Morcellator Lawsuit Funding May Help Cancer Victims

Whitney Taylor | November 10th, 2014

female patient with doctor Power morcellators, devices used during some endoscopic hysterectomies and myomectomies, have been linked to the possible spread of a rare but deadly uterine cancer. Women who have filed lawsuits against manufacturers of these devices may discover morcellator lawsuit funding will help to pay medical bills and other expenses while their case slowly progresses through the court system.

The morcellator is an electrical device used to cut away uterine tissue during these minimally invasive procedures, resulting in less trauma to the woman’s body and a shorter recovery time. However, use of the device can also spread undetected cancer cells to other parts of the body, making the cancer more difficult to treat and greatly impacting the patient’s prognosis. The cancer may not be easy to detect in the early stages, leaving all women vulnerable to the possible spread of a cancer they did not even know they had.

Morcellator use common

It is estimated that around 50,000 women undergo surgical procedures using morcellators every year. The most common use is during a hysterectomy (removal of the uterus) or a myomectomy (removal of uterine fibroids). By agreeing to use of the morcellator during the surgery, women can effectively lower their discomfort and recovery time after surgery, minimize incisions and post-surgical scarring and reduce the risk of infection after the procedure.

However, if a woman has undetected uterine sarcoma cells in her uterus, using a morcellator to cut into tissue could actually spread those cancer cells to other areas of the body. The cells are not always detectable prior to the procedure, which is why biopsies are usually performed on removed tissue after a hysterectomy or myomectomy. Unfortunately, if cancer cells were present, the biopsy will attest to the fact but will not be able to prevent the potential spread of the cancer that already occurred during the procedure.

FDA warns of morcellation cancer threat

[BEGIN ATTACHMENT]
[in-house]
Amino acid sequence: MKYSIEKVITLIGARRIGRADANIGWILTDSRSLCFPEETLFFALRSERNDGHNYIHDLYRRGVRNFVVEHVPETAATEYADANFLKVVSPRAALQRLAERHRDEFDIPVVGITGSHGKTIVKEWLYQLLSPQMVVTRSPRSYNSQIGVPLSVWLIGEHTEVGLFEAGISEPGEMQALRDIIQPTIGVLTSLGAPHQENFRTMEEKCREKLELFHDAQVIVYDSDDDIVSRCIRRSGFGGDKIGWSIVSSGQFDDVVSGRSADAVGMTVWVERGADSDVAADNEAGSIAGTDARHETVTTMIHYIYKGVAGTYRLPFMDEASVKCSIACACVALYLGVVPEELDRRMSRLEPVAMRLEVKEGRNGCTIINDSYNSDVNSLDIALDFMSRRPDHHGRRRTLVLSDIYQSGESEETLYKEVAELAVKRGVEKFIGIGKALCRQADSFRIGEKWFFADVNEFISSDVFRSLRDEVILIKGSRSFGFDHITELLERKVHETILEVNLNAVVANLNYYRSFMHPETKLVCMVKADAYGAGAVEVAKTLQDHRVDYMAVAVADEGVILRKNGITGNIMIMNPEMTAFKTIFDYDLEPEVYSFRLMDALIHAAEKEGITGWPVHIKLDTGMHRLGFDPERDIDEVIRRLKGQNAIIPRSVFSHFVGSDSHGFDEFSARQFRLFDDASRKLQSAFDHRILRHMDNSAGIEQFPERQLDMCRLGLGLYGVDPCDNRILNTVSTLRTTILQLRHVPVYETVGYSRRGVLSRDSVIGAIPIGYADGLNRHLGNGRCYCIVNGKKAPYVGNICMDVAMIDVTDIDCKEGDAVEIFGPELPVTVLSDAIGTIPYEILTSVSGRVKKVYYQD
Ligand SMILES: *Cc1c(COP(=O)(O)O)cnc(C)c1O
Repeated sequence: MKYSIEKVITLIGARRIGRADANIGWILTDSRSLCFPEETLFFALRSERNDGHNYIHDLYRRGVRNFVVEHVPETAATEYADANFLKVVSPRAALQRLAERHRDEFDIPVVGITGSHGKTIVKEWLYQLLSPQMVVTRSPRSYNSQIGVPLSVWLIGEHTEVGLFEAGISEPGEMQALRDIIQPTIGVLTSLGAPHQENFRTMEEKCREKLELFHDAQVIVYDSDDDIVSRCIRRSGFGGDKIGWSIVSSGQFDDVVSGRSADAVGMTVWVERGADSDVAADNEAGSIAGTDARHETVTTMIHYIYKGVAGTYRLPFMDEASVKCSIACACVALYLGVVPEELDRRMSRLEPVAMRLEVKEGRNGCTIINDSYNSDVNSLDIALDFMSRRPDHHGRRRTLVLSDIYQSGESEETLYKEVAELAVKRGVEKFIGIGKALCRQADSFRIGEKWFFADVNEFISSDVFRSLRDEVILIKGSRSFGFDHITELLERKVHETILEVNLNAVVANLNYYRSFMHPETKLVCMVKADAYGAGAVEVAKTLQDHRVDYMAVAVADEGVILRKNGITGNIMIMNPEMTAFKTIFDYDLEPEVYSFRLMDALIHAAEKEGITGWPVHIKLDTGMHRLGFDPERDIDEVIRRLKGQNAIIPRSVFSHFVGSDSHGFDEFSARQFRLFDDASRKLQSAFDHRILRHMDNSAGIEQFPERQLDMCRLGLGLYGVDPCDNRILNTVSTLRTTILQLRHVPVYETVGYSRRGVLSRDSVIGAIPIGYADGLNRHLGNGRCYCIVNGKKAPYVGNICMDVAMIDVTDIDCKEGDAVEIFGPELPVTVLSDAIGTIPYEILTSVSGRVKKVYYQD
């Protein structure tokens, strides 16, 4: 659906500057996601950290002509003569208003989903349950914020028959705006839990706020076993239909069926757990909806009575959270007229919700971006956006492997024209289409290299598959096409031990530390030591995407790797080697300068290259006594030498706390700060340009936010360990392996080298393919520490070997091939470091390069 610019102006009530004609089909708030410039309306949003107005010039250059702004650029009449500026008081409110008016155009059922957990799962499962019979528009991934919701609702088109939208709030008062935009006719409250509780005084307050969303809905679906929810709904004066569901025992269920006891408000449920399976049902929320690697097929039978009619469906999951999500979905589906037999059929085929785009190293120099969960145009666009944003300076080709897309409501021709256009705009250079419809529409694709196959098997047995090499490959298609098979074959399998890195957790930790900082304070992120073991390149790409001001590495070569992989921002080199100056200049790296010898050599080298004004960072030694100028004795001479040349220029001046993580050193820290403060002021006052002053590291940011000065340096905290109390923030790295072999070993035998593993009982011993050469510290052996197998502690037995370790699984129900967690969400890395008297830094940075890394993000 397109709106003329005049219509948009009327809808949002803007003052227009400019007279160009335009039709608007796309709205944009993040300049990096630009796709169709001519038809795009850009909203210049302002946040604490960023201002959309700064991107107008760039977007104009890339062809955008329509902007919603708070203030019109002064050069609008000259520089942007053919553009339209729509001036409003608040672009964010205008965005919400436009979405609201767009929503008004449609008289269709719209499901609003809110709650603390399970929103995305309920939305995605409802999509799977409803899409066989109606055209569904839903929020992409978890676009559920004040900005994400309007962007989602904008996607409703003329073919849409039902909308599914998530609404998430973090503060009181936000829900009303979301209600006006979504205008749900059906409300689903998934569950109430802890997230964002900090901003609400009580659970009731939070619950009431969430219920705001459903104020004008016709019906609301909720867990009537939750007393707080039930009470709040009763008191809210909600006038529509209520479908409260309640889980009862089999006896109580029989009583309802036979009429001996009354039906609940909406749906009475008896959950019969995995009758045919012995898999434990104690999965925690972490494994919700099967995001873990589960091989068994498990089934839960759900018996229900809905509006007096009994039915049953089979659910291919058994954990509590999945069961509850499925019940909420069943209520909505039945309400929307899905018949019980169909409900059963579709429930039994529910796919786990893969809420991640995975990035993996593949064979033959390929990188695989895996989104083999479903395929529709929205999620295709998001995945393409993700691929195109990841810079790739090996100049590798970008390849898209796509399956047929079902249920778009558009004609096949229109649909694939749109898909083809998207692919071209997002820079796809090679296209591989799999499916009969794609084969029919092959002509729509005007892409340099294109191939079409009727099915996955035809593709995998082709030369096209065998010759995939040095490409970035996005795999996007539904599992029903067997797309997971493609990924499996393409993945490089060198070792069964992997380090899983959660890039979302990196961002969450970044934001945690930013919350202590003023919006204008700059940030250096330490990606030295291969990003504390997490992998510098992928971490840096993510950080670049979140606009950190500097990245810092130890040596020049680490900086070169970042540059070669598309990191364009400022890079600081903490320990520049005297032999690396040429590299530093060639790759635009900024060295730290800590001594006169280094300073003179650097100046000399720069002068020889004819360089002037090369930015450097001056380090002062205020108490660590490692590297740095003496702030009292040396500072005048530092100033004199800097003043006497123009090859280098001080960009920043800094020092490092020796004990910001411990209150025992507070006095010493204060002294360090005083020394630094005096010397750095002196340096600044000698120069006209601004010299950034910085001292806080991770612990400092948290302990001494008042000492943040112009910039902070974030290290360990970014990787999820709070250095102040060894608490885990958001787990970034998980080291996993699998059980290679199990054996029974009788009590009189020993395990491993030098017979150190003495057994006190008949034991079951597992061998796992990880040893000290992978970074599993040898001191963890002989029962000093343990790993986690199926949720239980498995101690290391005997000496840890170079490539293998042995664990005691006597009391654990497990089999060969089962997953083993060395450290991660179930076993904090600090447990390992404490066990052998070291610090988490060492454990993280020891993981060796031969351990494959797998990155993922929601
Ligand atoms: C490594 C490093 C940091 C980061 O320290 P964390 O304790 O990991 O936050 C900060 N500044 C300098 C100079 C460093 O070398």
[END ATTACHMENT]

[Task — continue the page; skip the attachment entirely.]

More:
In April 2014, the FDA issued a safety communication, warning health care providers and the general public about the risks associated with morcellator use. The agency warned that morcellators should not be used on women who are suspected of having uterine cancer. The agency also cautioned that women should be given all the risks and benefits of morcellation so they can make an educated decision about their own health.

By July, Johnson & Johnson had stopped sales of power morcellators in response to the FDA warning and after concerns over potential cancer spread. However, other manufacturers have failed to take similar action, leaving women at risk for this deadly problem. Some of those women have begun to file lawsuits against manufacturers, claiming warnings and other action came too late to protect them from potentially deadly cancer diagnoses.

Morcellation cancer settlement loans

Uterine sarcoma is a serious form of cancer with a relatively low survival rate once the cancer has metastasized. Treatment is extensive, and may include chemotherapy, radiation treatment and other types of cancer therapies. The cost of such medical treatment can become very high, particularly when you are unable to work due to your illness.

Filing a lawsuit is a good way to pursue legal compensation for your injuries and medical bills. However, litigation can take some time, particularly in the situation like this, where similar cases with common statements of fact may lead to pretrial coordination and a general lag in the early court proceedings. For women who find themselves in this situation, morcellator lawsuit funding is certainly a viable option.

Morcellation cancer settlement loans float you the cash you need while you are waiting out the legal process. This funding is not a loan in the true sense of the word, but more of a cash advance on the amount of the legal settlement or jury award you are expecting to receive.

Approval is fast and easy, and funds can be transferred into your account within 24 hours. No money is due on the cash advance until your case goes to court or is settled outside of court, leaving you with all the funding you need to pay hospital bills, take time off work and pay for any additional expenses that might arise.

To learn more about lawsuit funding, contact LawStreet Capital toll free to speak to one of our representatives.